The NZ Herald recently featured an article detailing the increase in foreign sex workers in New Zealand. New Zealand is noted as having some of the most progressive prostitution law regulations in the world. However, this progressivism does not extend to foreign workers, who are banned from taking up work in the sex industry. Given both anecdotal and statistical evidence appearing in the mainstream media, it appears that there are certainly significant numbers of foreign sex workers in New Zealand, working in breach of immigration law.
Take a look at section 19 of the Prostitution Reform Act 2003 and in particular the first two subsections;
19 Application of Immigration Act 2009
(1) No visa may be granted under the Immigration Act 2009 to a person on the basis that the person—
(a) has provided, or intends to provide, commercial sexual services; or
(b) has acted, or intends to act, as an operator of a business of prostitution; or
(c) has invested, or intends to invest, in a business of prostitution.
(2) It is a condition of every temporary entry class visa granted under the Immigration Act 2009 that the holder of the visa may not, while in New Zealand,—
(a) provide commercial sexual services; or
(b) act as an operator of a New Zealand business of prostitution; or
(c) invest in a New Zealand business of prostitution
The effect of these two subsections is to ban temporary entrants to New Zealand from owning, operating or working in the sex industry. They cannot engage in sex work while in New Zealand, nor can they apply for a visa on the basis of this work.
There is quite clear legislative intent being implemented here. The provisions around immigration status and sex work were introduced via a Supplementary Order Paper (SOP), during the progress of the Prostitution Reform Bill. The then Minister of Immigration, Lianne Dalziel, spoke about the intent behind this particular section, saying that the SOP:
“Relates to amendments in respect of the Immigration Act to ensure that our obligation under the United Nations Convention Against Transnational Organised Crime and its protocols on the smuggling of migrants and trafficking of persons can be fully engaged in respect of prostitution and commercial sexual services. That is to ensure that in decriminalising the laws on prostitution, we do not unwittingly allow people to be brought into the country for the purposes of prostitution. [Emphasis added]”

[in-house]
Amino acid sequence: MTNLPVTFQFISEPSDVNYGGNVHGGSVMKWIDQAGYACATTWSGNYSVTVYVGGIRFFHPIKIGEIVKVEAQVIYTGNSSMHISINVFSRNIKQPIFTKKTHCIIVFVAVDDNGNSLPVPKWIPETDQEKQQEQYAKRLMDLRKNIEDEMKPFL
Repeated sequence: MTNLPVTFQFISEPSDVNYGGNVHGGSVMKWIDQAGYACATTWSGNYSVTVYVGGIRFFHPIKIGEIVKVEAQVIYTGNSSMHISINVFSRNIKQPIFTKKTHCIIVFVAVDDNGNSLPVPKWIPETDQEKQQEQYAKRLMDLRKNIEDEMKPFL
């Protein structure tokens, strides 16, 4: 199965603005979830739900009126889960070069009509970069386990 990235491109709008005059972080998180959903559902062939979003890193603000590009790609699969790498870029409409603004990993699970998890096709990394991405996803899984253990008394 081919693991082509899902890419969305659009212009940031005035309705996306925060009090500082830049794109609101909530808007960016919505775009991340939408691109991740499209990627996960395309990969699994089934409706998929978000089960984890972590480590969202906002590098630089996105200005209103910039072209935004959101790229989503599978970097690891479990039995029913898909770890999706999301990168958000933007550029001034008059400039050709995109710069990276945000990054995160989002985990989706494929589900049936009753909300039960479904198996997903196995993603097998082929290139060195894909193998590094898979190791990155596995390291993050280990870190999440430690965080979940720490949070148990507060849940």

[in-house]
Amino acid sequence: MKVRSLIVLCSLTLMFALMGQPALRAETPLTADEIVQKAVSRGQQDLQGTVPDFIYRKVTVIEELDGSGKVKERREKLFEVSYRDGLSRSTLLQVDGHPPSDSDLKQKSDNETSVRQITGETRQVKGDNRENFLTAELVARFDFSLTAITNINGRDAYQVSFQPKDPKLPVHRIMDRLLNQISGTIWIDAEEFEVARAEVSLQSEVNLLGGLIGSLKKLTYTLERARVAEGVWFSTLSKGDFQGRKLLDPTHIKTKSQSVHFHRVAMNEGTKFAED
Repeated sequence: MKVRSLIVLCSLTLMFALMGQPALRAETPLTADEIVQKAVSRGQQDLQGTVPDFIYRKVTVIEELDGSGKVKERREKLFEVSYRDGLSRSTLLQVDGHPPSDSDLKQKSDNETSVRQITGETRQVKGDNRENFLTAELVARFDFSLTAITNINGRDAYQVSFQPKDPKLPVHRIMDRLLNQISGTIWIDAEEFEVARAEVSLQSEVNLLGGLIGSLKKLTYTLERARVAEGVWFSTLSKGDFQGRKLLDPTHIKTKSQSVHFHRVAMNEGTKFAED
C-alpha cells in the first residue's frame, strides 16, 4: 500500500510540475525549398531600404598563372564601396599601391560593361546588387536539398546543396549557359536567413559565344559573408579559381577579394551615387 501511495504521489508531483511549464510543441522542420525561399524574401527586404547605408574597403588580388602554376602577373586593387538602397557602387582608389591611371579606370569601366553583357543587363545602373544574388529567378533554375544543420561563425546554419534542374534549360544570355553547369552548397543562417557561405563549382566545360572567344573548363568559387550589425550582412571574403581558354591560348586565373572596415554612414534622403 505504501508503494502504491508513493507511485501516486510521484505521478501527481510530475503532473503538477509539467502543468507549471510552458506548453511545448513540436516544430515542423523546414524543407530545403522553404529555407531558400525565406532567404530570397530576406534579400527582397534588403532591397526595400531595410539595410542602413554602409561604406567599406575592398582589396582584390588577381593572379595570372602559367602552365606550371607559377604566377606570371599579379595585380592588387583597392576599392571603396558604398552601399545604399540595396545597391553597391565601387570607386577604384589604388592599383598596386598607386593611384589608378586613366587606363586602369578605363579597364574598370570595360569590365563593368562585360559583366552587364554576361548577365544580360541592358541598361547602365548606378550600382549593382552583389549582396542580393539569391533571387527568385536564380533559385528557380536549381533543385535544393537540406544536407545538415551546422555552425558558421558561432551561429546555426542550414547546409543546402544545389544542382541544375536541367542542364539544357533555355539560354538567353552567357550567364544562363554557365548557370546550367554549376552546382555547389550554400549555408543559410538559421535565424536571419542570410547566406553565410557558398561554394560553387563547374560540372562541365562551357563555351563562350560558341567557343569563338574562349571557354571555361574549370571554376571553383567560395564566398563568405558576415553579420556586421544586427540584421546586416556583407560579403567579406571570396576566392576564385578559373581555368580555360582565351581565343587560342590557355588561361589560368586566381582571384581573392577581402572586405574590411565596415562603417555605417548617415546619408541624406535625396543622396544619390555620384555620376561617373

This deals with a concern about human trafficking, where it could be possible for people to be brought to New Zealand for the purpose of forced prostitution, with this being legitimised by the grant of visas that allowed them to carry out this work. However, in practice, does this in fact put foreign sex workers in an even worse position than if it were legal for them to take on this work?
The argument pursued by some is that, by putting foreign sex workers in the position of working illegally, it makes it less likely that they will be able and willing to inform the authorities of forced prostitution or bad practices within the industry. We know that there are barriers to migrants seeking the assistance of Government authorities, when it comes to revealing exploitation of migrant workers. People being exploited may fear that their own visa status may be jeopardised by revealing the exploitative tendencies of an employer, as the migrant themselves may be working in breach of their visa conditions. Foreign sex workers are in the unenviable position of being both in an industry where there is a greater risk of exploitation taking place, as well as not having lawful status as a result of their work.
This author has heard of a case where a foreign sex worker, allegedly forced into the sex industry against their will, went to seek assistance from Immigration New Zealand, but instead had her visa cancelled. While the situation was eventually resolved and remains something of an outlier, it nevertheless illustrates the concerns that foreign sex workers may have about seeking assistance.
While some of the issues here are specific to foreign sex workers, there are lessons to be learned for all foreign workers in New Zealand. It pays to get good advice from the outset, to ensure that you are meeting your legal obligations under the Immigration Act (and all relevant New Zealand law, for that matter). What it also shows is that if you or someone you know finds themselves in a situation where you are being harassed, exploited, or otherwise made to do things you don’t want to do, that help is always available.
A lawyer’s paramount obligation is to ensure that anything a client discloses to them is held confidential – this means they cannot reveal anything you say to them to a third party. This way you can be assured peace of mind that anything you say to a lawyer will not be revealed to anyone else. Immigration advisers and lawyers are well equipped to help those in need of assistance, so you should seriously consider seeking advice if possible.